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REGIONAL- Financial relief is on the way to laid off Northshore Mining workers after Gov. Tim Walz signed the $10 million unemployment extension package on Wednesday.The House version of the bill, …
REGIONAL- Financial relief is on the way to laid off Northshore Mining workers after Gov. Tim Walz signed the $10 million unemployment extension package on Wednesday.
The House version of the bill, sponsored by Rep. Dave Lislegard, DFL-Aurora and mirroring the one previously passed by the Senate, passed 127-7 on Monday. The bill provides 26 weeks of additional unemployment insurance for workers at the Babbitt mine and Silver Bay pellet processing facility whose original benefits ran out late last fall. Workers at the facilities were laid off in May 2022 after Cleveland-Cliffs closed the facilities. The extended benefits are available to those who have used up their original 26-week benefits and are retroactive to when those benefits ran out.
About 490 Northshore Mining employees and five employees of the Dyno Nobel mining explosives company are expected to benefit. The workers have been in limbo since last May when Cleveland-Cliffs idled both facilities in response to changing company needs and an ongoing dispute with the Mesabi Trust over royalty payments on ore extracted from Babbitt.
In a compromise with Republicans, the company will pay an increased future amount into the state’s unemployment fund based on the additional benefits provided in the bill. Both the Senate version, authored by Sen. Grant Hauschild, DFL-Hermantown, and the House version originally sought to exempt Cleveland-Cliffs from the additional unemployment tax payment based on precedent with prior extended mining layoffs.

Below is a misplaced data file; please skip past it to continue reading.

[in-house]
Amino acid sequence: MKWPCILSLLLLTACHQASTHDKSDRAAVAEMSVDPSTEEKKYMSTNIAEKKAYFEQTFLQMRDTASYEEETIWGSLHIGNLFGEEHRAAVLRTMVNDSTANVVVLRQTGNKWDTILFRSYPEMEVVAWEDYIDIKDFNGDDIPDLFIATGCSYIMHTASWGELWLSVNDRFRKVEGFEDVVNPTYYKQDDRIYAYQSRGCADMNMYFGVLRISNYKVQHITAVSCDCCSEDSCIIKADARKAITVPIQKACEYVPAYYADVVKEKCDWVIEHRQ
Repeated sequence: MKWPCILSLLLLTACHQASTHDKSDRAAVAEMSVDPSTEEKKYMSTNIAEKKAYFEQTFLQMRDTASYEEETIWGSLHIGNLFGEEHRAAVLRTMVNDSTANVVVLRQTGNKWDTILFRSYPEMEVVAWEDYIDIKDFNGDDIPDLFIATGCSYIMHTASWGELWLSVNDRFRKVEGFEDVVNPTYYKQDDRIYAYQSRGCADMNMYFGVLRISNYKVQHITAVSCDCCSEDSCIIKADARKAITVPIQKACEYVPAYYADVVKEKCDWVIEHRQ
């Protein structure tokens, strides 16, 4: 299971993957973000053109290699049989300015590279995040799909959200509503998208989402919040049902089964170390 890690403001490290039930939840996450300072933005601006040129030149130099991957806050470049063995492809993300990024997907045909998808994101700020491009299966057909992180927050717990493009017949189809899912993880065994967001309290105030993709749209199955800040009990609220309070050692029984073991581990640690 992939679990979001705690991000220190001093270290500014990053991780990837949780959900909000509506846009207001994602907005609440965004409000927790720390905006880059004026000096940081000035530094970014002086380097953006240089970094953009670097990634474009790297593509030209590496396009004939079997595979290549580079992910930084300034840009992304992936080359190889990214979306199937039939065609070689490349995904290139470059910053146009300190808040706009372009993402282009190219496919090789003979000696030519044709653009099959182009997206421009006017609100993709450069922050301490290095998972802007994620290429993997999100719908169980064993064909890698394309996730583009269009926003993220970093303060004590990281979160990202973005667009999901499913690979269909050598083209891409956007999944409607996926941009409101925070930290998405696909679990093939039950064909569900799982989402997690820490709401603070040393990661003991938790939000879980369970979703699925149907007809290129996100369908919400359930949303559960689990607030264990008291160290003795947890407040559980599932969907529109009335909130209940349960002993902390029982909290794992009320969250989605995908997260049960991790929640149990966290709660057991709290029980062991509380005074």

Rep. Roger Skraba, R-Ely, signed on as a co-author of the House bill and issued a statement on Monday praising the bipartisan effort to help the workers.
“Today’s vote shows that we can accomplish great things when we work together and put the needs of Minnesotans first,” said Skraba. “This bill is going to help hundreds of miners in our area that have faced significant financial hardships through no fault of their own. It’s the right thing to do for these folks and their families and I am encouraged that we could get this done in the first month of the legislative session. It is my hope that this can bridge the gap until both the Peter Mitchell Mine in Babbitt and the processing facility in Silver Bay can get up and running.”
Based on prior statements by Cleveland-Cliffs, the earliest Northshore can be expected to resume operations is April, but as of yet the company has not issued any further information.
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